Everything I wanted it to be and not a thing I didn’t. Although its burlesque (and very slimmed down) alternative history vision of the Great War was presaged somewhat by Paul Verhoeven’s Black Book, also about a European (and European looking) Jewish girl who survives a massacre, changes her identity and stumbles into a plot for some small measure of comeuppance against the genocidal Huns, this week brings us perhaps the most broadly irreverent, almost but clearly not serious World War II film on record. With inventiveness to spare, Quentin Tarantino hasn’t quite made a masterpiece again, but its easily his best film in over a decade. If there were any haters left who aren’t sure Tarantino is a real auteur (you know you’re out there), all you have to do is watch Inglorious Bastards and think alittle.

Even in the most grim and maudlin of circumstances, he’ll make a comedy out of the bloodiest details. He’ll quote genres and celebrate the plasticity of cinema whenever he can. At his best, the words are almost always some kind of rhythmic, darting poetry and he creates tension without even trying. Smart, efficient film syntax is evident everywhere in this, his fourth episodic feature to cross the two hour twenty minute threshold and perhaps his most briskly paced. If anything, and perhaps like all good movies, Inglorious Bastards, which abounds with the most gruesome deaths, is filled with what come to feel like living, breathing beings whose experiences encourage you to see the world afresh. Bob Richardson’s rich, contrast heavy photography has a nimble quality here, but the often classical restraint on display in his second collaboration with the director makes it a much more visually pleasing experience then Kill Bill and of a piece with his best work (he’s an auteur too).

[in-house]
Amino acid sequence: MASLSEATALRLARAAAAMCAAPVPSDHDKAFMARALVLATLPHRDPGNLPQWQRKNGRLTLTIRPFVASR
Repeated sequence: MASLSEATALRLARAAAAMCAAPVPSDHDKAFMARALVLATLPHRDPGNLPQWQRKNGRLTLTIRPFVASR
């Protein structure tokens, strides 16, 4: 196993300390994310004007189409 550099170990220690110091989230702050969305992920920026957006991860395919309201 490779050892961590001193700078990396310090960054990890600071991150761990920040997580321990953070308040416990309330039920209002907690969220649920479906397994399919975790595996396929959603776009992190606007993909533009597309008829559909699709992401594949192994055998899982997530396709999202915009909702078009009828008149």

What Tarantino has given us is revenge porn for the descendents of European Jewry and anyone else willing to get in on the fun (Samuel L. Jackson for instance). Of course it was bound to be our most famous scholar of blaxploitation that had the toolbox to pull it off with panache, but revenge porn is a tricky thing. Especially when you also have the burdens of being a serious filmmaker who makes unserious movies, as the Cannes laureate surely does as he settles into the middle of his career. He allows us to watch a version of history in which Goebbels and Hitler get a Tommie gun to the dome courtesy of Hostel director Eli Roth (the cast’s weakest link, as he was in Deathproof), in which cinema is the key to ending the most epic of wars, but leavens the proceedings with an internal logic that never fails and dramatizations that both ramble and soar.

Despite being placed on enough magazines to clear the forests of the Amazon, Brad Pitt somehow doesn’t get credit for how consistently good of an actor he is --- he’s got echoes of John Wayne and Patton and a few of his other crazies here, but this is bravura comedic work that never feels false despite the rampant absurdity or derivative despite its moviedom forbearers. Nothing short of sublime, perhaps the real reason to see the movie, Cannes best actor winner Christoph Waltz won’t leave your head for a while. This is one Nazi I couldn’t help but want to like, even while I didn’t mind watching him (spoiler ahead) get a swastika cut into his head. Mission accomplished.